He realizes the world has changed, and his two childhood friends are now billionaires running his father’s corporation. “Danny just wants to do the right thing,” Jones says, “but he has this fire in him.” That fire comes from spending the past 15 years in a monastery training to be a warrior and getting a “tattoo” that “is not exactly a tattoo — it’s the mark of the Iron Fist.”Check out the sneak peek:As Jones explains, “There’s a force that runs through the universe, the fire of the fist, and Danny can ignite it. The 13 episodes will be available for streaming starting March 17.Want more stuff like this? Loras Tyrell. Tell me who you are. Like us on Facebook. Businessman. Finn Jones is all, and in a new behind-the-scenes sneak peek of “Marvel’s Iron Fist,” the “Game of Thrones” alum explains his new character’s backstory and mythology.Bury your mother. Bury your father. Posted February 22, 2017 by Gina CarboneWarrior. I am The Iron Fist.In the Netflix series, we follow Danny Rand as he comes back to New York after being gone for 15 years. Iron Fist. Danny Rand. Danny has been told his whole life that there’s a mythological dark force in the world, and he didn’t really believe that they were real.” But now the dark force seems to have infested Rand, and it’s hard to tell the good guys from the bad.You should also check out the official trailer, and this sneak peek introducing “Iron Fist” ally Colleen Wing.”Marvel’s Iron Fist” is the fourth in Netflix’s series of shows leading up to “The Defenders” crossover miniseries. They don’t believe it’s really Danny to begin with — thinking the real Danny Rand is dead. Monk.
I don’t think she would have gotten nominated without it. But at least she loved “Hell or High Water.”The Academy member shared her take on every category, but here are two, just as examples.Best PictureI hated Arrival — it just sucked. I loved the first half of Lion, but I felt like a different director and cinematographer made the second half. I didn’t like Fences because they just filmed the play — I wanted to see the guy go into the jazz club and play his music, the girl who’s having his baby, his kid on the football field. It ain’t pretty.Every year, The Hollywood Reporter prints the brutally honest ballot of an anonymous Academy member. I hated Jackie so much — it was just shallow crap — so no Natalie Portman. (You may recall last year’s ballot bashing “The Revenant” and “ridiculous” Leonardo DiCaprio.)This year they picked a woman in the actor’s branch who hated “Arrival” with a passion; also hated “Jackie”; ruled out Viola Davis in a protest vote against her placement in the wrong category; said Denzel Washington has played his “Fences” role a million times before; and felt Meryl Streep played her “Florence Foster Jenkins” role like a clown. But I think Denzel [Washington, its producer/director/star] decided that every word of the script [by the late August Wilson] was so precious that he wasn’t going to “mess” with it, and the movie suffered as a result. “I hated ____” comes up a lot, but she did actually like a few things beyond “Hell or High Water,” including Viggo Mortensen in “Captain Fantastic” and the Swedish film “A Man Called Ove.”The Oscars air this Sunday, Feb. Read the whole thing. Hell or High Water isn’t going to win, but it was my favorite, and it will be remembered as a true American classic.My vote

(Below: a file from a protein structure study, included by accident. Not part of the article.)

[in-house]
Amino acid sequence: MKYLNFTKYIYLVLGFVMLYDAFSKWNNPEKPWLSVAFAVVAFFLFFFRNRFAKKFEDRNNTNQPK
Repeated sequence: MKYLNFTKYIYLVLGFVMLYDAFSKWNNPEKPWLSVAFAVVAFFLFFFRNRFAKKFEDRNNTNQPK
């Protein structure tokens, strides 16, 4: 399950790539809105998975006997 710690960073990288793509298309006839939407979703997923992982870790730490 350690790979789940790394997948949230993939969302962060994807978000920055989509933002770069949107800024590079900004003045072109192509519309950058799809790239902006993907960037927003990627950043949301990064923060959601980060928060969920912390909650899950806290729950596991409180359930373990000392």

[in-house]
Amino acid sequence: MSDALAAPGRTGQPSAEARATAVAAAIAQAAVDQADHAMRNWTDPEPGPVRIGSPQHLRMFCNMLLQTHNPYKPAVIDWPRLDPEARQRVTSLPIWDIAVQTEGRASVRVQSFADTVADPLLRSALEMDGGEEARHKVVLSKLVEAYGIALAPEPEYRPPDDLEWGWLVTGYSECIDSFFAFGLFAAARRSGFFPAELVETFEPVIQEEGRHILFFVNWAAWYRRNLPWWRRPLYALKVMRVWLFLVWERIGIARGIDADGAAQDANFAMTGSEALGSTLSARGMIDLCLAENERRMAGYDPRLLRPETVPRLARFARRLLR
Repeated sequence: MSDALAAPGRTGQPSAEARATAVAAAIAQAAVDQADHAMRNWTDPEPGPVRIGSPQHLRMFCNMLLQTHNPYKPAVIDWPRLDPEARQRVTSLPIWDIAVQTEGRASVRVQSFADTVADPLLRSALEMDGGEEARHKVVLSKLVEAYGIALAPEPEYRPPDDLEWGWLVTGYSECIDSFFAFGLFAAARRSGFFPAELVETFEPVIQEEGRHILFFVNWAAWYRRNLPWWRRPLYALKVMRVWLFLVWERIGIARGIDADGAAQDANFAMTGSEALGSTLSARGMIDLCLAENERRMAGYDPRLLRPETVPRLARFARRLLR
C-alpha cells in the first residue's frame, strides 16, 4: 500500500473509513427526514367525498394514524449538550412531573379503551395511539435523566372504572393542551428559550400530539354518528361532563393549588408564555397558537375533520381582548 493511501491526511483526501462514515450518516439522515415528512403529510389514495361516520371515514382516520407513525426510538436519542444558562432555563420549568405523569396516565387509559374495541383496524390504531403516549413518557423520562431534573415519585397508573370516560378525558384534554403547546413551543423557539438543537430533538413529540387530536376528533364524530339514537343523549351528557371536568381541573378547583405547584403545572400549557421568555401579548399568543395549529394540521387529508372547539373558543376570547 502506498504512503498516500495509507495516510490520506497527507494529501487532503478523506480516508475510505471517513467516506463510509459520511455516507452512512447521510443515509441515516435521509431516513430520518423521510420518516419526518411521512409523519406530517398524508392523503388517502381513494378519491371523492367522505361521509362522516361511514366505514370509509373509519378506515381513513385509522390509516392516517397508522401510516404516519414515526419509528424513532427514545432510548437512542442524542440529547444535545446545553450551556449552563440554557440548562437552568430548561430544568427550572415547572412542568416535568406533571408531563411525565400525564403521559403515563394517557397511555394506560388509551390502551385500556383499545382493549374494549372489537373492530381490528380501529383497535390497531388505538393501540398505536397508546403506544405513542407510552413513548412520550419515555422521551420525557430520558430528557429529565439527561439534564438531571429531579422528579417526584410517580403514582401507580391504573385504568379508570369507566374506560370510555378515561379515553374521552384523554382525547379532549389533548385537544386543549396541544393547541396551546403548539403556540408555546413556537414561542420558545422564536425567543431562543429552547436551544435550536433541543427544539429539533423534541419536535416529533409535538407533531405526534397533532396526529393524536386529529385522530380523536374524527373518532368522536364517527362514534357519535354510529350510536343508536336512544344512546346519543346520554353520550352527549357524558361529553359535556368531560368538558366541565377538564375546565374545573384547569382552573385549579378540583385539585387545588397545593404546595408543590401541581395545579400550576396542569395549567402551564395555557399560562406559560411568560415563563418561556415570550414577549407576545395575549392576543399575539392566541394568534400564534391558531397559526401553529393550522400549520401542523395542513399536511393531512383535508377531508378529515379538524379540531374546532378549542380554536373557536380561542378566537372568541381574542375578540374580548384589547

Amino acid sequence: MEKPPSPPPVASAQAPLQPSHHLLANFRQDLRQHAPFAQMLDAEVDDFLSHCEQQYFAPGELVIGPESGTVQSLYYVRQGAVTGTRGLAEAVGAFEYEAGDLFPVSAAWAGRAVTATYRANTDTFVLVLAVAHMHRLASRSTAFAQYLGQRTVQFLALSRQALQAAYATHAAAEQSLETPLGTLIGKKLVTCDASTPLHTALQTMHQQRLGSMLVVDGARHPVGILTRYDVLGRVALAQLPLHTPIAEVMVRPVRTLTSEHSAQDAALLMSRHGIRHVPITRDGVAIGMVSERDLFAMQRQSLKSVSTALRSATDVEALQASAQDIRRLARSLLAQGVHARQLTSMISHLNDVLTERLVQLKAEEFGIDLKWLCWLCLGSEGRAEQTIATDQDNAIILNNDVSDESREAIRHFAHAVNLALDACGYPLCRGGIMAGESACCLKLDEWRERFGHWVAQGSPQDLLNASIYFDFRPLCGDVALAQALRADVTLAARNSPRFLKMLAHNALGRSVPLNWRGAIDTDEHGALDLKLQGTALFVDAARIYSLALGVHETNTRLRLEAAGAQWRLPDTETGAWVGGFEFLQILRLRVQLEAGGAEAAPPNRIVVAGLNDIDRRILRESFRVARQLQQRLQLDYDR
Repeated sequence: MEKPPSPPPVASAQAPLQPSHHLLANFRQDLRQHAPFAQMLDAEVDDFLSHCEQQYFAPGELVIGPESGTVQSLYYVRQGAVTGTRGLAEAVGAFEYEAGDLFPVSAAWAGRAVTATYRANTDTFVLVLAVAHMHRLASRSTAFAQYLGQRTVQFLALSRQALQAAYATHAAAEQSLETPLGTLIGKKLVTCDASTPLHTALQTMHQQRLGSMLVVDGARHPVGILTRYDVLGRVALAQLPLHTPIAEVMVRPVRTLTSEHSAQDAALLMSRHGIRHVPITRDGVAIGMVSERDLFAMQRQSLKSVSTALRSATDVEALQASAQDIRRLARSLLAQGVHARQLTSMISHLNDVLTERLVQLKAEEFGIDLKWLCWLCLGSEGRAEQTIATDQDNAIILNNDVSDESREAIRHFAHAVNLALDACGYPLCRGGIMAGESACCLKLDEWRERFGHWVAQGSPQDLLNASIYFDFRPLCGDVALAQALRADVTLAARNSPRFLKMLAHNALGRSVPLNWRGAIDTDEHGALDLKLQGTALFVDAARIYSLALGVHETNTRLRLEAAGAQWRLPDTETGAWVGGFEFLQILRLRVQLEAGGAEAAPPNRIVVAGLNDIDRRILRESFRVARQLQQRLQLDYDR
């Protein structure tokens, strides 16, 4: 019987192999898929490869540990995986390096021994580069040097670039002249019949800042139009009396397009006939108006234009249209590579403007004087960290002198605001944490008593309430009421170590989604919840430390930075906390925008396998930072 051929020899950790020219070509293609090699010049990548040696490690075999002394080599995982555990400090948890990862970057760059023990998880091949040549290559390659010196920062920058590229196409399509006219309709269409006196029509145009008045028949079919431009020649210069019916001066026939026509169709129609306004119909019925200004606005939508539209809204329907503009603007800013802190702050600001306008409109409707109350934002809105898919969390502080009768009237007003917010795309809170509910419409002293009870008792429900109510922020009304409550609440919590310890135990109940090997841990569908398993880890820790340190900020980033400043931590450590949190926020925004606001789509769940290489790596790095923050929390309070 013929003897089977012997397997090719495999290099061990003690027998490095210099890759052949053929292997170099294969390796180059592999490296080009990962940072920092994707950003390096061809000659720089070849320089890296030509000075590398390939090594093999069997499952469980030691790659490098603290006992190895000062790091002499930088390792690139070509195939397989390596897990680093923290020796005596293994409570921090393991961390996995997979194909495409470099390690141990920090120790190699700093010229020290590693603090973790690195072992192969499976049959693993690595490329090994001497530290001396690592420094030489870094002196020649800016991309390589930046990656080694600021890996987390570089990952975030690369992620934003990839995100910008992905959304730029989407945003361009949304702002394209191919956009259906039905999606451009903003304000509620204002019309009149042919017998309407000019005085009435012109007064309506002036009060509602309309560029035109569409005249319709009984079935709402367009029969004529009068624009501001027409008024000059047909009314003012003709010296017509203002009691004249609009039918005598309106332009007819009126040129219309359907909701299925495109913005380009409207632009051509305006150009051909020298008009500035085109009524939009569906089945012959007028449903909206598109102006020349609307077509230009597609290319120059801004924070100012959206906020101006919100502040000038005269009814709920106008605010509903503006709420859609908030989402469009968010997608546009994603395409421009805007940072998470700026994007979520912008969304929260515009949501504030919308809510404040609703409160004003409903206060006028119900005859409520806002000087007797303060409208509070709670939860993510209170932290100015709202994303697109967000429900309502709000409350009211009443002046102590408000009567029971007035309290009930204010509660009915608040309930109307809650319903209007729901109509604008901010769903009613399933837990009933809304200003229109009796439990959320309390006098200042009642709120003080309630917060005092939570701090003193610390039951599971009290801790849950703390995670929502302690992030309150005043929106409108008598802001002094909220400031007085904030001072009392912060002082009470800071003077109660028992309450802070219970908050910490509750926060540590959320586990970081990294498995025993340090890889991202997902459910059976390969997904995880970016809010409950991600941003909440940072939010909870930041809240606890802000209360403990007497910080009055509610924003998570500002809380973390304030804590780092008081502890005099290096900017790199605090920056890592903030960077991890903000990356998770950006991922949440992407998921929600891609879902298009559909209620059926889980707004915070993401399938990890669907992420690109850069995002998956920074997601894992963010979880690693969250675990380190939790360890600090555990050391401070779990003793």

(1) Hell or High Water
(2) Manchester by the Sea
(3) La La Land
(4) Hacksaw Ridge
(5) MoonlightBest ActressI liked none of them. I thought Meryl [Streep in Florence Foster Jenkins] played it like a clown — she’s cute and adorable, but this woman didn’t matter to me in the end — but people are gaga over Meryl, and I think she solidified her nomination when she gave that speech at the Golden Globes. I thought Hidden Figures was wonderful — because it’s a great story, not because it was especially hard to tell. [Elle’s] Isabelle Huppert is an ice-cold actress, and I eliminated her because when you get attacked, beaten and raped, you’re not the same person afterward, but she was, and I wanted to slap her to try to get a reaction out of her. It’s time to go behind the curtain to see how the Oscars sausage is really made. That leaves me with Ruth Negga for Loving, who was fairly one-note, but engaging enough.My vote
Ruth Negga (Loving)Yeah, if a rape victim doesn’t react enough for you, better slap her around a bit more. Posted February 22, 2017 by Gina CarboneYikes. Moonlight and Hacksaw Ridge were really very good, but I don’t think of them as a best picture. 26 on ABC. Anyway, if you want honest, you get honest here. That left me with Manchester by the Sea and Hell or High Water, two compassionate movies that were incredibly well written, directed and acted. It’s almost like a glorified Movie of the Week. The girl in La La Land [Emma Stone] is going to win because she’s adorable and everybody loves her, but I don’t think she was as wonderful as people are saying. La La Land was tremendously enjoyable, but not all that deep or memorable. Here’s the full list of nominations.Want more stuff like this? Like us on Facebook.